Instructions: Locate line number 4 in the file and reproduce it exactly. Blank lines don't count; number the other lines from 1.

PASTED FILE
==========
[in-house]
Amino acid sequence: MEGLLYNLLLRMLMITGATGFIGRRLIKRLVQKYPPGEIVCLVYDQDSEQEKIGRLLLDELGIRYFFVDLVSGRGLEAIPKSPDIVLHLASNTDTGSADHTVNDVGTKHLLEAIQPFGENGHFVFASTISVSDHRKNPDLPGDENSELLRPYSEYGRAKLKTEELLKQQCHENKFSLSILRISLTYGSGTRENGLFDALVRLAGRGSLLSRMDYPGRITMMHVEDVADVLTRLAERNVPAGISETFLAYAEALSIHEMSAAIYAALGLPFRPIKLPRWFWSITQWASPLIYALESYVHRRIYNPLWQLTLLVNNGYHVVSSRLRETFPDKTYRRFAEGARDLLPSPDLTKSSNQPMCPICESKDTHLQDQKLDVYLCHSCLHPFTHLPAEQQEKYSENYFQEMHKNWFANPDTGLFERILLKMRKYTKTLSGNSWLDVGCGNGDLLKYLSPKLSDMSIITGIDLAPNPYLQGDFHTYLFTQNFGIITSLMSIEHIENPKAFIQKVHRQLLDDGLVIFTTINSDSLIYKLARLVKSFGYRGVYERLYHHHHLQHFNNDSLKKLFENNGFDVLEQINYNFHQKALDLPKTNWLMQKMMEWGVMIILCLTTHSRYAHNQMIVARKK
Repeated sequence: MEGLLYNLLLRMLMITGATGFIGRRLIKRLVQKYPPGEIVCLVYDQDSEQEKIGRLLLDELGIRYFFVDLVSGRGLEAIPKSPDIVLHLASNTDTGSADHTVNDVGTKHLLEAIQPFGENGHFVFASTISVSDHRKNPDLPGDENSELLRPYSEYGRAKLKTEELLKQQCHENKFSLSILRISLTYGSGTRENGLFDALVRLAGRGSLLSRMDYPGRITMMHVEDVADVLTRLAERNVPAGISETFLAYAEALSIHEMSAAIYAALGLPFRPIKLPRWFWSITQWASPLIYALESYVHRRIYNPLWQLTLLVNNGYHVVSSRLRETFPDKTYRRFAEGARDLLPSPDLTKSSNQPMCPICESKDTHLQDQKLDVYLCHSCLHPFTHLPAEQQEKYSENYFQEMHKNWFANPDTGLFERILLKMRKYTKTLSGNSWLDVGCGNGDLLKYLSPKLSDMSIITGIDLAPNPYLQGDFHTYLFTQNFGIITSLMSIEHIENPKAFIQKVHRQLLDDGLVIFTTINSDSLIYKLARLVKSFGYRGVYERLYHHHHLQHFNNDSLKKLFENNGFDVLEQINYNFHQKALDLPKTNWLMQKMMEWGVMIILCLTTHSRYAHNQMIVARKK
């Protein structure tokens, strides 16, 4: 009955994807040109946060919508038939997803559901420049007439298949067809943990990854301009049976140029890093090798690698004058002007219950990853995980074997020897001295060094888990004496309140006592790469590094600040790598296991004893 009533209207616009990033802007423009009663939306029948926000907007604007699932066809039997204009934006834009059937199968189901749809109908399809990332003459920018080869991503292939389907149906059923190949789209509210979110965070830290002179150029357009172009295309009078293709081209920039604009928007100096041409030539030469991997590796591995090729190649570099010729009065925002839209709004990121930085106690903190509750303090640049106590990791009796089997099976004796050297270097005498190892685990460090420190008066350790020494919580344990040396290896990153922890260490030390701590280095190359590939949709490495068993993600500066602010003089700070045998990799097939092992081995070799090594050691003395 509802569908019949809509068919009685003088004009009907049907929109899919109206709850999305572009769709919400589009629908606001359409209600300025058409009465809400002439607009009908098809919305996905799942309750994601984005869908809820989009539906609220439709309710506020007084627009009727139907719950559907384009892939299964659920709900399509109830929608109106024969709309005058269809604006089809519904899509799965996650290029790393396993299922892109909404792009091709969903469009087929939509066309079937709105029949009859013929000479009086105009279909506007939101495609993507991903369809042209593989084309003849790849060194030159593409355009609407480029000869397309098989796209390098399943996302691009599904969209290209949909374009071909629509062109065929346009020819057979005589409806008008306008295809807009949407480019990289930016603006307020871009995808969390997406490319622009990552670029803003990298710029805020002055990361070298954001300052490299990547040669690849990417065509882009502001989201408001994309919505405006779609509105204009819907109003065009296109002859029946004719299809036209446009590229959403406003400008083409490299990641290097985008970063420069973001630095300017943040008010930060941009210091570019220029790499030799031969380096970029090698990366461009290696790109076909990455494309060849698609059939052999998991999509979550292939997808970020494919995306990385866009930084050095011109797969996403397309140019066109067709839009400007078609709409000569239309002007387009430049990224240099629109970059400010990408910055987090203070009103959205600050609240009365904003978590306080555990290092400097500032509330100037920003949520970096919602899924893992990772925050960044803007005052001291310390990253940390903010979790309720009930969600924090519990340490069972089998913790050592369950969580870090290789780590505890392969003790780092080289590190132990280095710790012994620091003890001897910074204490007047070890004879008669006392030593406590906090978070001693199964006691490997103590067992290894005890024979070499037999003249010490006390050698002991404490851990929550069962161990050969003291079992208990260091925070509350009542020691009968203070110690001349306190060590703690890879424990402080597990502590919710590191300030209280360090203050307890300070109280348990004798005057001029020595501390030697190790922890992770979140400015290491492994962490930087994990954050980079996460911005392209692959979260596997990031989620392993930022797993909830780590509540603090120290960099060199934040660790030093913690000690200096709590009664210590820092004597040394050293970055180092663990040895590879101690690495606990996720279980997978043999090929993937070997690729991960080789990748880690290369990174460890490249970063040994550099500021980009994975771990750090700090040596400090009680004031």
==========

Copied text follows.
């Protein structure tokens, strides 16, 4: 009955994807040109946060919508038939997803559901420049007439298949067809943990990854301009049976140029890093090798690698004058002007219950990853995980074997020897001295060094888990004496309140006592790469590094600040790598296991004893 009533209207616009990033802007423009009663939306029948926000907007604007699932066809039997204009934006834009059937199968189901749809109908399809990332003459920018080869991503292939389907149906059923190949789209509210979110965070830290002179150029357009172009295309009078293709081209920039604009928007100096041409030539030469991997590796591995090729190649570099010729009065925002839209709004990121930085106690903190509750303090640049106590990791009796089997099976004796050297270097005498190892685990460090420190008066350790020494919580344990040396290896990153922890260490030390701590280095190359590939949709490495068993993600500066602010003089700070045998990799097939092992081995070799090594050691003395 509802569908019949809509068919009685003088004009009907049907929109899919109206709850999305572009769709919400589009629908606001359409209600300025058409009465809400002439607009009908098809919305996905799942309750994601984005869908809820989009539906609220439709309710506020007084627009009727139907719950559907384009892939299964659920709900399509109830929608109106024969709309005058269809604006089809519904899509799965996650290029790393396993299922892109909404792009091709969903469009087929939509066309079937709105029949009859013929000479009086105009279909506007939101495609993507991903369809042209593989084309003849790849060194030159593409355009609407480029000869397309098989796209390098399943996302691009599904969209290209949909374009071909629509062109065929346009020819057979005589409806008008306008295809807009949407480019990289930016603006307020871009995808969390997406490319622009990552670029803003990298710029805020002055990361070298954001300052490299990547040669690849990417065509882009502001989201408001994309919505405006779609509105204009819907109003065009296109002859029946004719299809036209446009590229959403406003400008083409490299990641290097985008970063420069973001630095300017943040008010930060941009210091570019220029790499030799031969380096970029090698990366461009290696790109076909990455494309060849698609059939052999998991999509979550292939997808970020494919995306990385866009930084050095011109797969996403397309140019066109067709839009400007078609709409000569239309002007387009430049990224240099629109970059400010990408910055987090203070009103959205600050609240009365904003978590306080555990290092400097500032509330100037920003949520970096919602899924893992990772925050960044803007005052001291310390990253940390903010979790309720009930969600924090519990340490069972089998913790050592369950969580870090290789780590505890392969003790780092080289590190132990280095710790012994620091003890001897910074204490007047070890004879008669006392030593406590906090978070001693199964006691490997103590067992290894005890024979070499037999003249010490006390050698002991404490851990929550069962161990050969003291079992208990260091925070509350009542020691009968203070110690001349306190060590703690890879424990402080597990502590919710590191300030209280360090203050307890300070109280348990004798005057001029020595501390030697190790922890992770979140400015290491492994962490930087994990954050980079996460911005392209692959979260596997990031989620392993930022797993909830780590509540603090120290960099060199934040660790030093913690000690200096709590009664210590820092004597040394050293970055180092663990040895590879101690690495606990996720279980997978043999090929993937070997690729991960080789990748880690290369990174460890490249970063040994550099500021980009994975771990750090700090040596400090009680004031």